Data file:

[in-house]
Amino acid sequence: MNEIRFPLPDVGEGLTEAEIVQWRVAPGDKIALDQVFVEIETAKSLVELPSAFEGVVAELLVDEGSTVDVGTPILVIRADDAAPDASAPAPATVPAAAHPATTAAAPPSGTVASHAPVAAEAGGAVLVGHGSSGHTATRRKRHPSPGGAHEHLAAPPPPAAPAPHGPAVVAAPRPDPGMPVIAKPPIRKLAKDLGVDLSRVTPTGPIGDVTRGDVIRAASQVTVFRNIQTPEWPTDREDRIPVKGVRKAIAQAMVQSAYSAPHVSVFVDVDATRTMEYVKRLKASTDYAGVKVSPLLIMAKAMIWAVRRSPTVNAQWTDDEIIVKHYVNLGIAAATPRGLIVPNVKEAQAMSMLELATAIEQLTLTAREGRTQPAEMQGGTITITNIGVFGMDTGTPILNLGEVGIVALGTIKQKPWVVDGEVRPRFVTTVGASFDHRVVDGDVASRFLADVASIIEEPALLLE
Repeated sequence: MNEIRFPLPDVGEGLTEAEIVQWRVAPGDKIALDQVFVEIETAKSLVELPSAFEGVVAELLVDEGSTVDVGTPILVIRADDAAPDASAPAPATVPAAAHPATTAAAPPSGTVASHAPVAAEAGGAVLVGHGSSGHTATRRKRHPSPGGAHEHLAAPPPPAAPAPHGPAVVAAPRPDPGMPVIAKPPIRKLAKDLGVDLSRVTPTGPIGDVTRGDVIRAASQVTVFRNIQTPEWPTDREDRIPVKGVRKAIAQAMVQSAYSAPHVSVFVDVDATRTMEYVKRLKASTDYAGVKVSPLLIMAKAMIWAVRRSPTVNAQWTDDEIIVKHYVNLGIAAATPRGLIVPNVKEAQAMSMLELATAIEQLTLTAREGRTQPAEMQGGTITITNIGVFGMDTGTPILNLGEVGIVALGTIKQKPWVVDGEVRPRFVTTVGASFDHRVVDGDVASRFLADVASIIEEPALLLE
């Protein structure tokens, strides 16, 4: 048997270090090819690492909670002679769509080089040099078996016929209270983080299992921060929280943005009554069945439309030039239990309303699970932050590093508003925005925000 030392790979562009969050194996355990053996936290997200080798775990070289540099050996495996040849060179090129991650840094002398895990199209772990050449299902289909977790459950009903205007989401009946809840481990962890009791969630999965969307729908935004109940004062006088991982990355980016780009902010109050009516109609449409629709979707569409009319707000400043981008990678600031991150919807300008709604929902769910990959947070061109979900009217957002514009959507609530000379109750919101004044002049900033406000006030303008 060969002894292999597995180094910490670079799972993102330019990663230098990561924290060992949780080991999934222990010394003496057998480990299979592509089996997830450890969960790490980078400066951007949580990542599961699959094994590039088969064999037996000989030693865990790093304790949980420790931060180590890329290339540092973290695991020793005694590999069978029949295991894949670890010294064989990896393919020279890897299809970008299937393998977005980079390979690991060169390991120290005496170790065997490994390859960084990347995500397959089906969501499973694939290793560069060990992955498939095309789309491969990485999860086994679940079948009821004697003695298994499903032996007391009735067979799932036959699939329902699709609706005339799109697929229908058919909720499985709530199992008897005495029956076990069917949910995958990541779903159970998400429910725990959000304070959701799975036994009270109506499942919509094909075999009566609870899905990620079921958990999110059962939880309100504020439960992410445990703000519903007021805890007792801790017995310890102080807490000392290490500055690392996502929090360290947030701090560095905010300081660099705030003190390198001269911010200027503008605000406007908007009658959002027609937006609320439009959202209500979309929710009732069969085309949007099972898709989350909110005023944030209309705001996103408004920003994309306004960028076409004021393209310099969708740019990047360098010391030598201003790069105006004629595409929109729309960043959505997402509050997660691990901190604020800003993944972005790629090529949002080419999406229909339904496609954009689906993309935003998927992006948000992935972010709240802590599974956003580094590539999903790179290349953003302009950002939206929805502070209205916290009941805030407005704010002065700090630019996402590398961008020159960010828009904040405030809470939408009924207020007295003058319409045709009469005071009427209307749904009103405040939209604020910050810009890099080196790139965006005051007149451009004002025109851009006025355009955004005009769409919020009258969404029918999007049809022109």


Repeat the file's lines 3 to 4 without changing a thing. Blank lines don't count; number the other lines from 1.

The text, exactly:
Repeated sequence: MNEIRFPLPDVGEGLTEAEIVQWRVAPGDKIALDQVFVEIETAKSLVELPSAFEGVVAELLVDEGSTVDVGTPILVIRADDAAPDASAPAPATVPAAAHPATTAAAPPSGTVASHAPVAAEAGGAVLVGHGSSGHTATRRKRHPSPGGAHEHLAAPPPPAAPAPHGPAVVAAPRPDPGMPVIAKPPIRKLAKDLGVDLSRVTPTGPIGDVTRGDVIRAASQVTVFRNIQTPEWPTDREDRIPVKGVRKAIAQAMVQSAYSAPHVSVFVDVDATRTMEYVKRLKASTDYAGVKVSPLLIMAKAMIWAVRRSPTVNAQWTDDEIIVKHYVNLGIAAATPRGLIVPNVKEAQAMSMLELATAIEQLTLTAREGRTQPAEMQGGTITITNIGVFGMDTGTPILNLGEVGIVALGTIKQKPWVVDGEVRPRFVTTVGASFDHRVVDGDVASRFLADVASIIEEPALLLE
């Protein structure tokens, strides 16, 4: 048997270090090819690492909670002679769509080089040099078996016929209270983080299992921060929280943005009554069945439309030039239990309303699970932050590093508003925005925000 030392790979562009969050194996355990053996936290997200080798775990070289540099050996495996040849060179090129991650840094002398895990199209772990050449299902289909977790459950009903205007989401009946809840481990962890009791969630999965969307729908935004109940004062006088991982990355980016780009902010109050009516109609449409629709979707569409009319707000400043981008990678600031991150919807300008709604929902769910990959947070061109979900009217957002514009959507609530000379109750919101004044002049900033406000006030303008 060969002894292999597995180094910490670079799972993102330019990663230098990561924290060992949780080991999934222990010394003496057998480990299979592509089996997830450890969960790490980078400066951007949580990542599961699959094994590039088969064999037996000989030693865990790093304790949980420790931060180590890329290339540092973290695991020793005694590999069978029949295991894949670890010294064989990896393919020279890897299809970008299937393998977005980079390979690991060169390991120290005496170790065997490994390859960084990347995500397959089906969501499973694939290793560069060990992955498939095309789309491969990485999860086994679940079948009821004697003695298994499903032996007391009735067979799932036959699939329902699709609706005339799109697929229908058919909720499985709530199992008897005495029956076990069917949910995958990541779903159970998400429910725990959000304070959701799975036994009270109506499942919509094909075999009566609870899905990620079921958990999110059962939880309100504020439960992410445990703000519903007021805890007792801790017995310890102080807490000392290490500055690392996502929090360290947030701090560095905010300081660099705030003190390198001269911010200027503008605000406007908007009658959002027609937006609320439009959202209500979309929710009732069969085309949007099972898709989350909110005023944030209309705001996103408004920003994309306004960028076409004021393209310099969708740019990047360098010391030598201003790069105006004629595409929109729309960043959505997402509050997660691990901190604020800003993944972005790629090529949002080419999406229909339904496609954009689906993309935003998927992006948000992935972010709240802590599974956003580094590539999903790179290349953003302009950002939206929805502070209205916290009941805030407005704010002065700090630019996402590398961008020159960010828009904040405030809470939408009924207020007295003058319409045709009469005071009427209307749904009103405040939209604020910050810009890099080196790139965006005051007149451009004002025109851009006025355009955004005009769409919020009258969404029918999007049809022109």